A new paradigm in Early Childcare Education on the South African landscape

Learning Through Play in Preschools – An Exercise in Serendipity?

"Children are not a distraction from more important work.
They are the most important work."
                                                          - John Trainer, MD

 

Introduction

The Cambridge Dictionary defines serendipity as "the fact of finding interesting or valuable things by chance."[1]

So, when we promote the fact that youngsters should learn by play, does this really just happen by chance? Are we saying that we should let them out into the sandpit early in the morning and collect them again at the end of the day, hoping that they will learn and develop in the process?

Well, to a certain extent there is truth in this statement. They will learn and develop. They will practice their sensory and tactile skills, their communication interaction with their peers, and will learn how to manage risk through the process of taking tumbles and spills.

But what we want is something linked to tangible outcomes. Yes, it is important to play. And it is often important that such play is completely free and unstructured. But play and development is not an automatic process. It should always be focused on the developmental goals of the child in mind.

It depends on each unique child having opportunities to interact in positive relationships and enabling environments. The six ELDAs (Early Learning and Development Areas) underpin these developmental goals.

Early Learning and Development Areas

The ELDAs organise children’s development and learning opportunities to help adults to arrange activities with babies, toddlers, and young children. They are:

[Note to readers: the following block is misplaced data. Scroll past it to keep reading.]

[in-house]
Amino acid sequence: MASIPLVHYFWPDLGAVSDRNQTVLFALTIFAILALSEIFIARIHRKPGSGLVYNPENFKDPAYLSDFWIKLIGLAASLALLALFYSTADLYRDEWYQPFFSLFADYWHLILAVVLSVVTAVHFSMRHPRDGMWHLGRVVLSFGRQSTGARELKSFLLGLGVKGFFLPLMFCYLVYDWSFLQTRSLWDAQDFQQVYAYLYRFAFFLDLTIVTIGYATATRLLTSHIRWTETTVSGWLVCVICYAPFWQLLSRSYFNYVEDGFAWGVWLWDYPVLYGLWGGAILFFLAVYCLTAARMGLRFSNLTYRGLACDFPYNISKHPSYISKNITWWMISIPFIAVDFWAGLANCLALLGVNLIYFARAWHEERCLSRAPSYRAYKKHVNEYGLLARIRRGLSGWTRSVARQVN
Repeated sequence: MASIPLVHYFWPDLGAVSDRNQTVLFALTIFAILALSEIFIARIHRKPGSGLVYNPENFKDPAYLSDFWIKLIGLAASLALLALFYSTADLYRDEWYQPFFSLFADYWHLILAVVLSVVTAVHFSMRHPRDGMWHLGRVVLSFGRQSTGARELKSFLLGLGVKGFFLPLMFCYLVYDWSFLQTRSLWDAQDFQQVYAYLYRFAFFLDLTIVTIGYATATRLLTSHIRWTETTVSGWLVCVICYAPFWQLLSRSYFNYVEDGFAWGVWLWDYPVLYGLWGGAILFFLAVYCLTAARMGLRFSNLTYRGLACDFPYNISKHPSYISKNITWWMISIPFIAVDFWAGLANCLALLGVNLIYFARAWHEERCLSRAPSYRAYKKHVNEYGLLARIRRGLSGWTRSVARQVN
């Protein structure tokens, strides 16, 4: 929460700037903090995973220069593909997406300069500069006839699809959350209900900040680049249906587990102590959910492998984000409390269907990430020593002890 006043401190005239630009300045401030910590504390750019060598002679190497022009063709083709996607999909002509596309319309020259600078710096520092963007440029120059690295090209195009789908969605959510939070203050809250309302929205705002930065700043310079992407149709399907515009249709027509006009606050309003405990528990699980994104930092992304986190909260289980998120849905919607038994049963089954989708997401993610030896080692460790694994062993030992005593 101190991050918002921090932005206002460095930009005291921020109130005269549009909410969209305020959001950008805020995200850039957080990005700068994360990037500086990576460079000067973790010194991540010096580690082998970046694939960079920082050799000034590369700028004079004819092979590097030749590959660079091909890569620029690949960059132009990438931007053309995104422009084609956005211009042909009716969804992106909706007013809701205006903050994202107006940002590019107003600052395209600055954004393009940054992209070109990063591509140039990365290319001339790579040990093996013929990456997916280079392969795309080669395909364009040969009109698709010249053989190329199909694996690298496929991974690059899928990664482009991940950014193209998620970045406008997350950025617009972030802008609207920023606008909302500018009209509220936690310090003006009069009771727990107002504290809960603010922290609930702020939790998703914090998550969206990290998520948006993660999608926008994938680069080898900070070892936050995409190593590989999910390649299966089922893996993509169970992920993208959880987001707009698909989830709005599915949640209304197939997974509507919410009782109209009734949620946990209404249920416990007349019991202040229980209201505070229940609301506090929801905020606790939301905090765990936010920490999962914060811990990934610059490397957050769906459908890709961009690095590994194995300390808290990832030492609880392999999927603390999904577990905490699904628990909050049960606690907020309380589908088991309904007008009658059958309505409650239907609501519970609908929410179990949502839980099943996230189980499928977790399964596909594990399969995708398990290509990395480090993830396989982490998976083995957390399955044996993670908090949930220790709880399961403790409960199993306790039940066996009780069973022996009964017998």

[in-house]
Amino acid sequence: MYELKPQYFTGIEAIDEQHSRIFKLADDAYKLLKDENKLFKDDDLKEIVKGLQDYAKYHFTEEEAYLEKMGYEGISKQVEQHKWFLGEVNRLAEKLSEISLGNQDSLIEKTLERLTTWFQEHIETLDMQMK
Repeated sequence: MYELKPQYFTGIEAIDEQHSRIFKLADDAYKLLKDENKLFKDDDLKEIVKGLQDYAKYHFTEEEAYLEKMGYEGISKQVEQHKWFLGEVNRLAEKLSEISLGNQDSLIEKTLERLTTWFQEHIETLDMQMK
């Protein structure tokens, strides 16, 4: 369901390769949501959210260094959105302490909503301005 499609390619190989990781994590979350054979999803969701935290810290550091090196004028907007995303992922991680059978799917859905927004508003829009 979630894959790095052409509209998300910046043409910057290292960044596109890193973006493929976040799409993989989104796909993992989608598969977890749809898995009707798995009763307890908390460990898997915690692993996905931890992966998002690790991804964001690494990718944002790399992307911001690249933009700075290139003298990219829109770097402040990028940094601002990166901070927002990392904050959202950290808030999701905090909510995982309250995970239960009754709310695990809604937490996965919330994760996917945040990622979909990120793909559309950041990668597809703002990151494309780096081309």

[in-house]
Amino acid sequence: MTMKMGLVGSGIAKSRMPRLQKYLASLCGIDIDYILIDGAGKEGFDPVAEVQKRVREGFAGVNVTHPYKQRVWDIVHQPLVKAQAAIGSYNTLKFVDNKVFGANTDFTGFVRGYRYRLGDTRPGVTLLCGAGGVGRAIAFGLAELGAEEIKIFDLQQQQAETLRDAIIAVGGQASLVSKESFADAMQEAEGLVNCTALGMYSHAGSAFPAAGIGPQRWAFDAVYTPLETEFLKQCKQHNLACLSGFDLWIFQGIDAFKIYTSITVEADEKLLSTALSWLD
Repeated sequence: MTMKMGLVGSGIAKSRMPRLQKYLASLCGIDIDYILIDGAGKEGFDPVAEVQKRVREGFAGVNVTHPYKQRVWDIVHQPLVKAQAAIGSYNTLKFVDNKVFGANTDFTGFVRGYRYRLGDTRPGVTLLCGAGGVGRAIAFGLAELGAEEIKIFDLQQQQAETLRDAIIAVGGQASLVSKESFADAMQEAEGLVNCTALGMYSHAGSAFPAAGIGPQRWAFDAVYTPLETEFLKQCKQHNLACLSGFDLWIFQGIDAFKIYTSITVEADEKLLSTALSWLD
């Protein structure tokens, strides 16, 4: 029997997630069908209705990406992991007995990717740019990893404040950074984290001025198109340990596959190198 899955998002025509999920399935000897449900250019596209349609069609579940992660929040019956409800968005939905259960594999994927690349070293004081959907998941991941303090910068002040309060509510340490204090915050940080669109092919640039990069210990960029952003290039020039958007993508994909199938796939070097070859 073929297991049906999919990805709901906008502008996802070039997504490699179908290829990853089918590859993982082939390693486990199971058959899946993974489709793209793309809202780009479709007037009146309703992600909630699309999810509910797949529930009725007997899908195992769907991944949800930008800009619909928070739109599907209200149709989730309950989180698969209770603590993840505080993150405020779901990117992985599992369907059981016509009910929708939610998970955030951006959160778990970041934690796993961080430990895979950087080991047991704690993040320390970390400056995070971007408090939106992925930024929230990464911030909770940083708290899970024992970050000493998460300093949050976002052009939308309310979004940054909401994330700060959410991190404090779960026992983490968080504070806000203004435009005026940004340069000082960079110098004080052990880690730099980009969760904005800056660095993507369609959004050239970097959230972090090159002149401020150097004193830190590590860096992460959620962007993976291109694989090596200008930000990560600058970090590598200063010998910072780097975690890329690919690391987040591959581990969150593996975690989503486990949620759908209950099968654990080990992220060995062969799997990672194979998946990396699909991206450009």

1. Well-being.
  2. Identify and belonging.
  3. Communication.
  4. Exploring mathematics.
  5. Creativity.
  6. Knowledge and understanding of the world.

The ELDAs are key to understand how children’s learning and development should be organised. Each of the ELDAs is linked to specific desired results (the developmental goals mentioned above), and to related subjects.

Schools that follow the ELDA approach strictly do it based on a specific curriculum – like Play, Learn, Win provides. These curricula are developed for children age groups 0 – 18 months (broken down again into 0 – 6 months, 6 – 12 months, and 12 – 18 months), 18 – 24 months, 24 – 36 months, and 36 to 48 months. We will soon also have a Grade R curriculum in place.

So, are we contradicting ourselves when we say that learning and development should be an exercise in serendipity, yet we promote a formal curriculum?

Not at all!

These two approaches can live together very fruitfully, and in fact, should do so. Let us explain…

The developmental goals under each ELDA are broken down into quarterly, monthly, weekly and daily sub-objectives, each with specific play activities linked to it. At the daily level, it even indicates what toys may be used for those specific activities! Note we say "may", not "must."

In this way, children still play. And a great deal of it is free play. But they play "structured" in the sense that it is aimed at some sort of outcome. And these outcomes are best practice related, as are the ELDAs.

We may refer to this as "structured serendipity!"

Conclusion

Children’s development needs to happen in a step-like fashion, linked to specific outcomes, or themes. There is a great deal of leeway possible within these themes, and properly structured curricula should allow for such leeway.

But in the final analysis, it’s all about serendipity. About seeing how that seed that you plant, the subtle inputs that you give are acted out playfully and joyously, till one day – Boom! A valuable little human being has been created, seemingly by chance…

 

 

 

 

 

[1] Cambridge Dictionary. https://dictionary.cambridge.org/dictionary/english/serendipity.


Leave a comment

Please note, comments must be approved before they are published